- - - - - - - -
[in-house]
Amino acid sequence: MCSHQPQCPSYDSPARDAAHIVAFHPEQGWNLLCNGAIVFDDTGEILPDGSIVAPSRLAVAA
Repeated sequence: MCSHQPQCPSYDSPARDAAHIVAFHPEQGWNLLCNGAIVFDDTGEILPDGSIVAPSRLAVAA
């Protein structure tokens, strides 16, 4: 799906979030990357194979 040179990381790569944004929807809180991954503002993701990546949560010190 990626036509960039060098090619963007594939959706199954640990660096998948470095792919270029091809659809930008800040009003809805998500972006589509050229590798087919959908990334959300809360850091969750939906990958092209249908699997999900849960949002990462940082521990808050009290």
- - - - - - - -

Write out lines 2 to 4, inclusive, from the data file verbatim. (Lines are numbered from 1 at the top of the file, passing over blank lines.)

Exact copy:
Amino acid sequence: MCSHQPQCPSYDSPARDAAHIVAFHPEQGWNLLCNGAIVFDDTGEILPDGSIVAPSRLAVAA
Repeated sequence: MCSHQPQCPSYDSPARDAAHIVAFHPEQGWNLLCNGAIVFDDTGEILPDGSIVAPSRLAVAA
């Protein structure tokens, strides 16, 4: 799906979030990357194979 040179990381790569944004929807809180991954503002993701990546949560010190 990626036509960039060098090619963007594939959706199954640990660096998948470095792919270029091809659809930008800040009003809805998500972006589509050229590798087919959908990334959300809360850091969750939906990958092209249908699997999900849960949002990462940082521990808050009290």